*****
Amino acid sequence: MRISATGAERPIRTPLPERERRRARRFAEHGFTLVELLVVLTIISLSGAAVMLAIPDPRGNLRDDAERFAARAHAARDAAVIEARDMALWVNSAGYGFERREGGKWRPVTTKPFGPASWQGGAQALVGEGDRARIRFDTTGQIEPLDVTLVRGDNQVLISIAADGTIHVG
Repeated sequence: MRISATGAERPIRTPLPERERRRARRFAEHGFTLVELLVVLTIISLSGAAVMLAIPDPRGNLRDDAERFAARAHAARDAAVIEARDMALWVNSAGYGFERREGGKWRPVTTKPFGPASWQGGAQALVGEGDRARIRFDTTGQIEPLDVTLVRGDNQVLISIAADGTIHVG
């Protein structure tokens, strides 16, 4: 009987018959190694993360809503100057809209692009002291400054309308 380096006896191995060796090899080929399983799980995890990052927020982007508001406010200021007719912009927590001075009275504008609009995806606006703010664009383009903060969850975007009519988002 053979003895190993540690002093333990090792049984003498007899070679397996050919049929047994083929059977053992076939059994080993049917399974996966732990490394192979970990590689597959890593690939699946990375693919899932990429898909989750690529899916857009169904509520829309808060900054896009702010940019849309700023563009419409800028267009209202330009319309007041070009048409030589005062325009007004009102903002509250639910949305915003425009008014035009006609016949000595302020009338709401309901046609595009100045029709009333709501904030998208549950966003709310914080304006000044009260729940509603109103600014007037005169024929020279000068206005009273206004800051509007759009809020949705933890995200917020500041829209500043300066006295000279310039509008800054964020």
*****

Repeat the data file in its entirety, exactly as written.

Amino acid sequence: MRISATGAERPIRTPLPERERRRARRFAEHGFTLVELLVVLTIISLSGAAVMLAIPDPRGNLRDDAERFAARAHAARDAAVIEARDMALWVNSAGYGFERREGGKWRPVTTKPFGPASWQGGAQALVGEGDRARIRFDTTGQIEPLDVTLVRGDNQVLISIAADGTIHVG
Repeated sequence: MRISATGAERPIRTPLPERERRRARRFAEHGFTLVELLVVLTIISLSGAAVMLAIPDPRGNLRDDAERFAARAHAARDAAVIEARDMALWVNSAGYGFERREGGKWRPVTTKPFGPASWQGGAQALVGEGDRARIRFDTTGQIEPLDVTLVRGDNQVLISIAADGTIHVG
């Protein structure tokens, strides 16, 4: 009987018959190694993360809503100057809209692009002291400054309308 380096006896191995060796090899080929399983799980995890990052927020982007508001406010200021007719912009927590001075009275504008609009995806606006703010664009383009903060969850975007009519988002 053979003895190993540690002093333990090792049984003498007899070679397996050919049929047994083929059977053992076939059994080993049917399974996966732990490394192979970990590689597959890593690939699946990375693919899932990429898909989750690529899916857009169904509520829309808060900054896009702010940019849309700023563009419409800028267009209202330009319309007041070009048409030589005062325009007004009102903002509250639910949305915003425009008014035009006609016949000595302020009338709401309901046609595009100045029709009333709501904030998208549950966003709310914080304006000044009260729940509603109103600014007037005169024929020279000068206005009273206004800051509007759009809020949705933890995200917020500041829209500043300066006295000279310039509008800054964020």